Water leak in yard

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We left town for a couple of nights Easter weekend and came back to a flooded front yard. I marked where the water was coming out of the ground, then turned the water off. Water Dept. won't fix it (it's in my yard), my homeowners insurance and american homeshield both told me they could'nt help, so I'm stuck trying to fix a major problem with little knowledge of plumbing and a tight budget. I called a plumber for an estimate, and before they came out, I dug a 2ft. wide hole about 30 inches deep where I had it marked, thinking I would hve the pipe exposed for them, but I found nothing. They basically told me the leak could be coming from anywhere in a large area of the yard,so I need to dig a 12inch trench along the entire front of my house until I find where my water connects to it, and then I would need to dig a trench straight to the meter, and they could come and lay the pipe. I'm sorry for rambling, but I was hoping someone out there can give me some hints on finding the area where the water pipe connects to the house, or any other information that would be useful. Thanks so much , Dean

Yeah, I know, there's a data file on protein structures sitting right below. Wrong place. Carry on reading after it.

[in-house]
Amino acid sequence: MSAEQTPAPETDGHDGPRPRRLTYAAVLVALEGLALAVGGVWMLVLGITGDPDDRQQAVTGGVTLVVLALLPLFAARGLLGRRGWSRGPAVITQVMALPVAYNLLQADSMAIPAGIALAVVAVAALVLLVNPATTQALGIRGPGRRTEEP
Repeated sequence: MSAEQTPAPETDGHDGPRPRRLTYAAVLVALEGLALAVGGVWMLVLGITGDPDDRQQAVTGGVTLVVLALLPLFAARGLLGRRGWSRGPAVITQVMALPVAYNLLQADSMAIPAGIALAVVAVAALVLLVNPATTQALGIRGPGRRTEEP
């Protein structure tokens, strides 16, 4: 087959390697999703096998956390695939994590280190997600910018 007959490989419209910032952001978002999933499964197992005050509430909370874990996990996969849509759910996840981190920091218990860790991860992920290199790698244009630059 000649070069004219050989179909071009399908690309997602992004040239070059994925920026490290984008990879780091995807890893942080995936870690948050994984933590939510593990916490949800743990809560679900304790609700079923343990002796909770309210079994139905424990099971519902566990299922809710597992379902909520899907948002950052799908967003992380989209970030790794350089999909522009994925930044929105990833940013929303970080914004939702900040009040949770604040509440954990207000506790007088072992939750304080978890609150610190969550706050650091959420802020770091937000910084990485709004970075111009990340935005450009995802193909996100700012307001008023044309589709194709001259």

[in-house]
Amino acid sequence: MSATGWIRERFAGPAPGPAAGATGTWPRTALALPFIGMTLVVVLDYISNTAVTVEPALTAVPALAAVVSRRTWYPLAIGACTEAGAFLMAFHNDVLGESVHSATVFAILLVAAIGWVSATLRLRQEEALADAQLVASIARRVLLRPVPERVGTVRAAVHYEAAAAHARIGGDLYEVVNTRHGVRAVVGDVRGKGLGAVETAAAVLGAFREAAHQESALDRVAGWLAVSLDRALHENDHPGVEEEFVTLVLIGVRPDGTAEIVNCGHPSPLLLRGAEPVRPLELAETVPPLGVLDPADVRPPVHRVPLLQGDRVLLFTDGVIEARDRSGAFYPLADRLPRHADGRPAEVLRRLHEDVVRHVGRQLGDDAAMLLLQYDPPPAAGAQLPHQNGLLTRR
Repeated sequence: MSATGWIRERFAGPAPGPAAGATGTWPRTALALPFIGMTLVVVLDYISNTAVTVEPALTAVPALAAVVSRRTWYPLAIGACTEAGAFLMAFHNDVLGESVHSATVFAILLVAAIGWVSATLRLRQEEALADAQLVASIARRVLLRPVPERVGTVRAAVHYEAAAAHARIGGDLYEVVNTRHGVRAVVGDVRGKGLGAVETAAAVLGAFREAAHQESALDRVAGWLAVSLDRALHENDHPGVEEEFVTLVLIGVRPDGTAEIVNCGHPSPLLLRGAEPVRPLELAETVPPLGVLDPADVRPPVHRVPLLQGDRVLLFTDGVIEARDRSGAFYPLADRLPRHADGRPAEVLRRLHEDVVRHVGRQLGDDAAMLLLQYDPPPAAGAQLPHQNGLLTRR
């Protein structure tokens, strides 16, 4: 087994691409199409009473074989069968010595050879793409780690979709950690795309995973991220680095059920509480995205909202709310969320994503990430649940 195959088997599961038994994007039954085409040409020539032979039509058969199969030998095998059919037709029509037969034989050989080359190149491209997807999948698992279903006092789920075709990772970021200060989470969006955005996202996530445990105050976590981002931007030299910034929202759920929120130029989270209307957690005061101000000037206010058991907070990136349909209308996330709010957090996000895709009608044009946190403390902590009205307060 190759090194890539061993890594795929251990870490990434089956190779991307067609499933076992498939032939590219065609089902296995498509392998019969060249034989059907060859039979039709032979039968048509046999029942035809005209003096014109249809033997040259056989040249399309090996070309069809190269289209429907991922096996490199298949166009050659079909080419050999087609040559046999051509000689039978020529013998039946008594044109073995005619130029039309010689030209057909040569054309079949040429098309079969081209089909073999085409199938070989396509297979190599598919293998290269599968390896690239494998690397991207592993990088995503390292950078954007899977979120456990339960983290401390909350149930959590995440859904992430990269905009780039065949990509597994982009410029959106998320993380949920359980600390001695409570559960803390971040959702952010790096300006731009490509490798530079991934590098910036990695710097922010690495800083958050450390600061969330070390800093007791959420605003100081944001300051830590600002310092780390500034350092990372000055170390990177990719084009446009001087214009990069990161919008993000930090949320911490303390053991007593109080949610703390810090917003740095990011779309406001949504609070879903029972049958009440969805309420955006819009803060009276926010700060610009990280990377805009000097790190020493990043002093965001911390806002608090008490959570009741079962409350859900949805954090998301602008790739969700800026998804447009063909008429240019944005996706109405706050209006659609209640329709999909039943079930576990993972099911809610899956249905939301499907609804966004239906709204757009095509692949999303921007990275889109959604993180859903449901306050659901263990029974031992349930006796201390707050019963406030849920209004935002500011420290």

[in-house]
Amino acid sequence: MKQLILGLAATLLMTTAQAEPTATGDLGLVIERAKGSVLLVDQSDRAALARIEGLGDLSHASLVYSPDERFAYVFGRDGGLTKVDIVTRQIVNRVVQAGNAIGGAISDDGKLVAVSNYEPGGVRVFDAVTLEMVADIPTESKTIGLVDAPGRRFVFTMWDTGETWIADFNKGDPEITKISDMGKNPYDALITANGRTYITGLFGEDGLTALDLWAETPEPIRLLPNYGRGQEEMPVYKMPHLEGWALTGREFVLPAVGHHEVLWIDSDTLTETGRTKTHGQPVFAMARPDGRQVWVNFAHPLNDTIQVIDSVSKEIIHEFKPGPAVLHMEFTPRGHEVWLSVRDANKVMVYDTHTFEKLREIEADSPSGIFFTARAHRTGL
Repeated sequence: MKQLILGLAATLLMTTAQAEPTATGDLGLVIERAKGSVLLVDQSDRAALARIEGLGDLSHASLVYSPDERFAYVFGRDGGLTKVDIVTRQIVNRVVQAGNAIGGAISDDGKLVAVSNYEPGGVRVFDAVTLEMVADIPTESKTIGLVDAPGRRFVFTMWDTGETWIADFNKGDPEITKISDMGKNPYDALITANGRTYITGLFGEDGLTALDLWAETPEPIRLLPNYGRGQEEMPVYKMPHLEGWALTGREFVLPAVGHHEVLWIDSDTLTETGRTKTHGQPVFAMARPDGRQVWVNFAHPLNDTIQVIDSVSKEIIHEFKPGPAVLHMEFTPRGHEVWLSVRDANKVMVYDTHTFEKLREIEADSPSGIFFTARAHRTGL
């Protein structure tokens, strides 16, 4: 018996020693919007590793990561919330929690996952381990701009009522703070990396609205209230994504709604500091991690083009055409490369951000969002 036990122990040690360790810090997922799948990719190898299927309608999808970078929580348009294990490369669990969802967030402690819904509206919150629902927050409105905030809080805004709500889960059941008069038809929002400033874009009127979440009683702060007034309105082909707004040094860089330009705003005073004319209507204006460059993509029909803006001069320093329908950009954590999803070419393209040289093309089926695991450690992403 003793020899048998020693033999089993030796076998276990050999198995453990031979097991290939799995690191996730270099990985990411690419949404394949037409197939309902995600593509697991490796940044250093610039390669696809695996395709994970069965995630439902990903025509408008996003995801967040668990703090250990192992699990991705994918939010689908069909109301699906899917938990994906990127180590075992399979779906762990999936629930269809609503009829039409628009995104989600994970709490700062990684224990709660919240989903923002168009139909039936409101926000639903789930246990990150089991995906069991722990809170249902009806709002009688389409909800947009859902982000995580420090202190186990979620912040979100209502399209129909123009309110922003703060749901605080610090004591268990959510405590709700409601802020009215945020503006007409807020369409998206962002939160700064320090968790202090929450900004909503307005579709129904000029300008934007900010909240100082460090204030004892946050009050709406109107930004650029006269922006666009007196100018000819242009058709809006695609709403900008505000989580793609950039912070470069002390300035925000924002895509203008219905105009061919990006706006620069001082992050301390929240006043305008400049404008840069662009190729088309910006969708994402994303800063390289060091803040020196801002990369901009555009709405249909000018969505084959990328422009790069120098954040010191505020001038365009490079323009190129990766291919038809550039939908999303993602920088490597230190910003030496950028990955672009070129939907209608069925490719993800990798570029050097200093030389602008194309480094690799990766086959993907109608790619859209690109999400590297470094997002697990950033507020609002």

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Generally it becomes your problem to fix anything on your side of the connection to the city's pipe. Likely at the turn off.
If you have a turn off near the front of your property and you know where it water comes into your home (likely in the basement) unless you are on a slab and then it may not be apparent. Usually the pipe runs in a straight line between the two.
However why are you doing all the digging? It is possible to find those lines electronically and most companies that work on this type of problem can find the line and usually the location of the leak without digging up your whole yard.
If you have old pipes it may be wise to replace the whole pipe however.
-- Joseph Meehan
26 + 6 = 1 It's Irish Math